If I’d need to double down on Sir Alex’s approaches, I’d prepare. With the right idea and the right team. I would work on both at the same time before raising a dime.

(Photo by Garrett Butler on Unsplash)

📈 Elad Levy on Custom Analytics

In this episode, I’m talking with Elad Levy, the founder, and CEO of Dive, a new kind of game analytics provider. As many of you know, I’ve previously worked at Supercell as Director of Analytics in 2011 and 2012, before I found Next Games in 2013. I’ve worked with data in gaming for over ten years, and I was thrilled to have this discussion with Elad. His company, Dive, is operating in free-to-play gaming, especially with mobile developers, and they are now also providing analytics for Roblox games. In this first episode with Elad, we talk about how game studios are embracing and how studios are building data into their decision-making.

Here are my highlights from the discussion.

How would you build the data team and the presence of analytics into the company and the game teams?

I would focus first on a product manager or possibly a game designer/product manager. I see this person as the one that centralizes everything and executes the product vision, ensuring its performance.

The company can start small by focusing on basic KPIs, but over time you will need a data analyst to help out with getting the right insight. Raw data means you need a data engineer (or more than one), means you need to start developing in-house tools, and babysit reports that fail at night or weekend because the next day there is an important investors presentation. And this is where we come in. If you start putting energy into all those things, you are wasting valuable time instead of focusing on the game. Like the saying “Content is king” – this is the same for games.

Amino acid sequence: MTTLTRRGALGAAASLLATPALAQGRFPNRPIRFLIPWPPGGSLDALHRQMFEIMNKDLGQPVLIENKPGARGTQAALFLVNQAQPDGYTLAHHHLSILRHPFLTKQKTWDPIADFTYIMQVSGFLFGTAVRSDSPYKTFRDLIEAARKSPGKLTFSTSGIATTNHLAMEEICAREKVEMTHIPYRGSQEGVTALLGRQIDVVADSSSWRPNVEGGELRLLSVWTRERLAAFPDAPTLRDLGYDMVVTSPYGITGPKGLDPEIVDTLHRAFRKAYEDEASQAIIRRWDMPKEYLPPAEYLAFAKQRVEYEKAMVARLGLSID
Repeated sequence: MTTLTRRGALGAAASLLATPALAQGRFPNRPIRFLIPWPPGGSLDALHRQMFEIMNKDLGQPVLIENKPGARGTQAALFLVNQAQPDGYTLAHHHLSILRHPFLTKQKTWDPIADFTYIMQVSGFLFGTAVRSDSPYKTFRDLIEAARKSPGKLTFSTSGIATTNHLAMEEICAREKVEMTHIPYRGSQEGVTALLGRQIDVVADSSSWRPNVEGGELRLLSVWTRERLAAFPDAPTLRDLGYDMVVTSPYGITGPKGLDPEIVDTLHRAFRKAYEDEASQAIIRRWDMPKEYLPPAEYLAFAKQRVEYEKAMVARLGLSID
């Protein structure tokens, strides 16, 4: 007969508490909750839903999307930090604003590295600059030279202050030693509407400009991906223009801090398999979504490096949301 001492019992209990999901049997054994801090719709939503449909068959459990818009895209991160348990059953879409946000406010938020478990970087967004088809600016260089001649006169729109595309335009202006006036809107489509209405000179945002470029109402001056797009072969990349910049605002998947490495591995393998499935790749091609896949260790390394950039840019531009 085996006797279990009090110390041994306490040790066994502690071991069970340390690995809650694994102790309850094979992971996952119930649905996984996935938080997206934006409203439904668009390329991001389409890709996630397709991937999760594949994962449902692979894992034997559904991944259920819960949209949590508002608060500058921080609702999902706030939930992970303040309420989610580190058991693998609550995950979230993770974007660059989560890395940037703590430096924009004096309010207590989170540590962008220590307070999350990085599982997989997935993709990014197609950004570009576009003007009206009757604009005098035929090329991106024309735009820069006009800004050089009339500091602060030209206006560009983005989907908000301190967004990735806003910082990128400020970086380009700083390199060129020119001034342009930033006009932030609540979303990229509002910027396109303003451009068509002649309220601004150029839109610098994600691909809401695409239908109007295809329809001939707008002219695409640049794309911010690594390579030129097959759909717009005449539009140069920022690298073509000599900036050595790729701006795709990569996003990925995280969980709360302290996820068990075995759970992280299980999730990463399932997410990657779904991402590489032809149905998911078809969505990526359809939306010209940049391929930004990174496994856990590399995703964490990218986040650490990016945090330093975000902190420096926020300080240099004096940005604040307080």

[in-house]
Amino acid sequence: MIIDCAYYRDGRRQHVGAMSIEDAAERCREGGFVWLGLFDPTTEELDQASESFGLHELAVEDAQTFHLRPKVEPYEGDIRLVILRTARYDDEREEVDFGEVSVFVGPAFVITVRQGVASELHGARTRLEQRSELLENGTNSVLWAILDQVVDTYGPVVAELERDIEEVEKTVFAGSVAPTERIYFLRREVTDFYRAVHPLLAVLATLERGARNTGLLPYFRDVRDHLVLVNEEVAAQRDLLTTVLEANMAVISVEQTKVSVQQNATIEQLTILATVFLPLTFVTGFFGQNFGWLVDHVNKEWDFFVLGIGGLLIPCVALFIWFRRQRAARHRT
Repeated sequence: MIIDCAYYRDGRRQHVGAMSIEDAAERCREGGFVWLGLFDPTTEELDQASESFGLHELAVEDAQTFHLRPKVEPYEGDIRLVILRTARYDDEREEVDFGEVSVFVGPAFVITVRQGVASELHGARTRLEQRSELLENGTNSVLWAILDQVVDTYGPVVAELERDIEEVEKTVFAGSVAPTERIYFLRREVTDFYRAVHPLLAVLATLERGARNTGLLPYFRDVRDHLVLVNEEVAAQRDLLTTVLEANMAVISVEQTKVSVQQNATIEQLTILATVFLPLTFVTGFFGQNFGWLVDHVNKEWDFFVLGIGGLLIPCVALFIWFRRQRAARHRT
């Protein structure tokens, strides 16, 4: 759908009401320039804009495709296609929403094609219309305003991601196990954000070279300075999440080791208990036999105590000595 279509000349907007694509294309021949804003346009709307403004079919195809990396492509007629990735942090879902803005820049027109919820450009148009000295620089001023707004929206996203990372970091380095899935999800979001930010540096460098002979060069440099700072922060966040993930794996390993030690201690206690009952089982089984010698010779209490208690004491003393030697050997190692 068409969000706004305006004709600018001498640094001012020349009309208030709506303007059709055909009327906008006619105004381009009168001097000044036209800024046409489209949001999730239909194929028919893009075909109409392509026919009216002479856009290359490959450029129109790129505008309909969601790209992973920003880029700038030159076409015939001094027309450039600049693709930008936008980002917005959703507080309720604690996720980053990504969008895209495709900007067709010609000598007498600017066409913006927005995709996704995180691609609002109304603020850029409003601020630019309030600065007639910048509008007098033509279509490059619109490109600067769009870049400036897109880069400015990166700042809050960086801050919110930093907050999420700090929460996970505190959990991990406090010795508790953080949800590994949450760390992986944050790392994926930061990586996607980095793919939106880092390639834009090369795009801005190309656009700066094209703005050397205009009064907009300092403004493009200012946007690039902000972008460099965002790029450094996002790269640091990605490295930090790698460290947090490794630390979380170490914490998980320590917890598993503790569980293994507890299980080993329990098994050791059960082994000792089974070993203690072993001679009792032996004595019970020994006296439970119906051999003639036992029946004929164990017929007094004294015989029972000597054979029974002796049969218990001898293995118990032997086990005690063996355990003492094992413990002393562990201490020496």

What are the areas that you are most passionate about when it comes to understanding games with analytics?

I think the fascinating areas are around game economy, game progression, content consumption and churn points. I am a strong believer of good old data analysis work. Specifically in early stages of the game.

Games, like any other product, should rely on two main channels to get feedback. The first is obviously data, but the 2nd is the community. This is something that many miss but the community tells a story that quite often data will not.

Free-to-play appeals to a small % of the population, and the people who engage or even pay are lower. So you need to find those people, reach them, maintain relationships with them and learn. They probably know the game way better than you.

Listen to the full episode by going here.

📝 More free tools for gaming startups

📃 Articles worth reading

The Apple v. Epic Decision — “While some of Apple’s claims were curtailed, its App Store model was by-and-large found to be legal (at least for games). Even the injunction against anti-steering made clear that Apple can, if it wishes, insist that apps include its IAP system alongside links to another platform (i.e. the web). Might Apple start insisting that Netflix and Spotify re-add IAP at the same time they put in links to their websites?”

All You Need to Know About Collection Systems in Mobile Games — “Collection systems in mobile games are currently one of the biggest mobile game market trends. If you get them right, they can make your game more diverse, enjoyable, and most importantly, more lucrative. In this article, you will find out what collection systems are, how different games use them, and what are the best ways to utilize them.”

How Gaming Will Change Humanity as We Know It — “The advent of gaming, especially computer gaming, marks a fundamental break in human affairs. Gaming is profoundly transforming two central aspects of the modern world: culture and regulation. There will be no turning back.”

Loot Makes Waves — “Why is Loot Relevant to Gaming? In many ways, Loot feels like the internet, MMO version of DnD — choose your own adventure with a bunch of friends and anyone can participate regardless of if they have a genesis Loot NFT or not. Anyone can build anything off of it, and to the extent that people build off what is already built, the project becomes infinitely more expansive.”

💬 Quote that I’ve been thinking about

“When leaders are willing to prioritize trust over performance, performance almost always follows.” — Simon Sinek


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I hope you have a great weekend!

Joakim